"For example, Goodison Park scores well and is 13th in this year’s Experience table. However, this is perhaps less surprising when you consider ratings like the92.net’s Overall table, which ranks Goodison Park in 12th."
In the Premium version of the VPR tool each stand within each stadium is also considered. "What makes a great experience for one fan can be different to what makes a great experience for another," explains Pottinger.
"We use weightings to reflect this difference in preference. For example, when we have modelled stands dominated by hardcore support, such as the new South Stand at the Tottenham Hotspur Stadium, we have placed a higher importance on sound than on space. In stands focused on corporate guests, the higher importance is placed on space and view."
Competition for global viewers and digital impressions will increase
All of the VPR categories have a relationship with the financial performance of the club, but this one has the greatest correlation.
The Revenue Rating scores the revenue-generating potential of the stadium, encompassing match day, commercial and broadcasting income.
This is scored by combining metrics such as the current revenue per fan; an assessment of ‘destination status’ (how attractive a stadium is for a neutral fan to visit, from within the same country or elsewhere); the current UEFA facilities rating; and the flexibility of the venue to stage non-football events.
“A prime example of the latter is the Tottenham Hotspur Stadium’s justifiable claim to be a purpose-designed NFL stadium as well as a football stadium, thanks largely to its retractable pitch,” says Pottinger.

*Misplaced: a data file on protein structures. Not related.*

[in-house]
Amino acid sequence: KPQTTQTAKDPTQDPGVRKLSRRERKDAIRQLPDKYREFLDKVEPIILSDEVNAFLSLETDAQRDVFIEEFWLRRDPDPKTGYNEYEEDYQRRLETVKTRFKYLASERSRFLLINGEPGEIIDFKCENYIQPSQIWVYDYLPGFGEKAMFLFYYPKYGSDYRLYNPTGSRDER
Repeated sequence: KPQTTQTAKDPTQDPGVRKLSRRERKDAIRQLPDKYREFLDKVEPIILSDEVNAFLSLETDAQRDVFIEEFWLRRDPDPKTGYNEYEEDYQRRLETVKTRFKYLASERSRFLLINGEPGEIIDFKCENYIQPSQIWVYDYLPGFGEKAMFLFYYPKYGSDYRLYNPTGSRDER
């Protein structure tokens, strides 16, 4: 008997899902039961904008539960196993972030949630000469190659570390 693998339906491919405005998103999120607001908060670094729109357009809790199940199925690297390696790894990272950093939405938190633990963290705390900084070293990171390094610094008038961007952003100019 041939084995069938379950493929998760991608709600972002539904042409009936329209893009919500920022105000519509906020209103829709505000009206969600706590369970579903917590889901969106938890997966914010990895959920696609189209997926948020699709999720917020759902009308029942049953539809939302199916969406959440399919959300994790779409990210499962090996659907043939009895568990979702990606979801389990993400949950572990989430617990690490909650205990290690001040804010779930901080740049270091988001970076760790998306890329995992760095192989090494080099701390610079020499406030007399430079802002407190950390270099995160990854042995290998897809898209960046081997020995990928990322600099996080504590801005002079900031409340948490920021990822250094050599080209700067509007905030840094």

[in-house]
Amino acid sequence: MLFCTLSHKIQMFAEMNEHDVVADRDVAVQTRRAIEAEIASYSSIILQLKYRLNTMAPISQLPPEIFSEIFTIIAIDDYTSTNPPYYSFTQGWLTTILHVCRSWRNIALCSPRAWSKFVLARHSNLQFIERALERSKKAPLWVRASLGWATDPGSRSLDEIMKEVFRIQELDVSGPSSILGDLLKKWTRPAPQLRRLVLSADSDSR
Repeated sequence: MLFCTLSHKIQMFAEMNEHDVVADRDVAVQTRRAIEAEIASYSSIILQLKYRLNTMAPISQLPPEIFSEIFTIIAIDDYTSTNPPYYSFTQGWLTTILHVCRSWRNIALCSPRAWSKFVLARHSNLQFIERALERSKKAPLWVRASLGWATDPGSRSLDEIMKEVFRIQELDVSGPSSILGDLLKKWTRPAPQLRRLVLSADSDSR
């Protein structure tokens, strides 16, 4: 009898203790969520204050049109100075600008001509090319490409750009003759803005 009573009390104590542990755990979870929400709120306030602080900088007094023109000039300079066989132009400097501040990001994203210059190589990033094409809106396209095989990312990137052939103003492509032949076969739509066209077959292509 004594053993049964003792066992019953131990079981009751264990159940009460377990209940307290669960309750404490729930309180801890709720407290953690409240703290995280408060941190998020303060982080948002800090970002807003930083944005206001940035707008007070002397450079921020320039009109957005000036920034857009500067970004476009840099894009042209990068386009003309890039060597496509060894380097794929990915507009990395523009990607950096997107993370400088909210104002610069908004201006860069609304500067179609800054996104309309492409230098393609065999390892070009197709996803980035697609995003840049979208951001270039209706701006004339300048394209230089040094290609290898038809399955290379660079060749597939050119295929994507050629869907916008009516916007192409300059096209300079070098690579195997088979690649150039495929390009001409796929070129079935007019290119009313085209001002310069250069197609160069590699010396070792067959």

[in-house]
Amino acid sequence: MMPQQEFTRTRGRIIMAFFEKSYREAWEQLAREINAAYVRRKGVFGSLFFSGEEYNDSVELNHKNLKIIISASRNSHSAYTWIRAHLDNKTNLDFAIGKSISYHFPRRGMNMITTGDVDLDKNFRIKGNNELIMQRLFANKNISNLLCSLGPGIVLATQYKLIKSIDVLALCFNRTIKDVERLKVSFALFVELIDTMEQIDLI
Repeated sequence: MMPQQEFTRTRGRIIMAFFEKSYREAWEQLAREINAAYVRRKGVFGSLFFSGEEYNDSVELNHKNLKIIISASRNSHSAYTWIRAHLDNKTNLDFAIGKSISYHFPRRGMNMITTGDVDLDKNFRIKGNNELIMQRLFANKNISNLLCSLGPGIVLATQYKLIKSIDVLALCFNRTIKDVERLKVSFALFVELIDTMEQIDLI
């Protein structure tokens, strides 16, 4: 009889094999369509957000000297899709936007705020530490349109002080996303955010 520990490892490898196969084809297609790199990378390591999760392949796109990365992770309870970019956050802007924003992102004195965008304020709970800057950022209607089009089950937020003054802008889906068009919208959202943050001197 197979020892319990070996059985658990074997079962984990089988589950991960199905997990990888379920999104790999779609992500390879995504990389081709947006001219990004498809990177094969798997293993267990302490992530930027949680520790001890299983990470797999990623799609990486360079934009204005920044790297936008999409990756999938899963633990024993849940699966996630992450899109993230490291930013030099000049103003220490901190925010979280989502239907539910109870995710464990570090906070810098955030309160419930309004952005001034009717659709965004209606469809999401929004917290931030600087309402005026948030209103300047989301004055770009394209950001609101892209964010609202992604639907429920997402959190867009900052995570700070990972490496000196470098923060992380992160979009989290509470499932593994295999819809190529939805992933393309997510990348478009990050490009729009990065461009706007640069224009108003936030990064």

Furthermore, we believe that well-designed stadiums can actually influence the fans, given enough time. For example, if a club wishes to encourage a younger fanbase it should consider that in the design of a new stand or stadium.
He adds that the design of a stadium is having an increasingly significant impact on broadcasting revenue.
“In the coming years we expect the competition for global viewers and digital impressions to increase still further, with broadcasters preferring certain venues over others,” he says.
“For example, the visibility of advertising and the energy created by safe standing may play a role in this."
Pottinger also notes that through partnerships with clubs, Buro Happold “can go deeper, and create metrics relating to the influence of technology and sustainability.”
He believes that in the coming years “both of these aspects will surely rise up in the expectations of partners and sponsors. Outside of football, acts such as Coldplay and Massive Attack are choosing venues that align with their values. Embodied carbon, operational carbon, and quantity of material sent to landfill are all examples of quantifiable metrics.”
Novak Djokovic does not cut corners in his choice of racket either
The Impact Rating scores the potential influence of the stadium on what happens on the pitch – in other words how the stadium can facilitate the ‘12th player’ effect.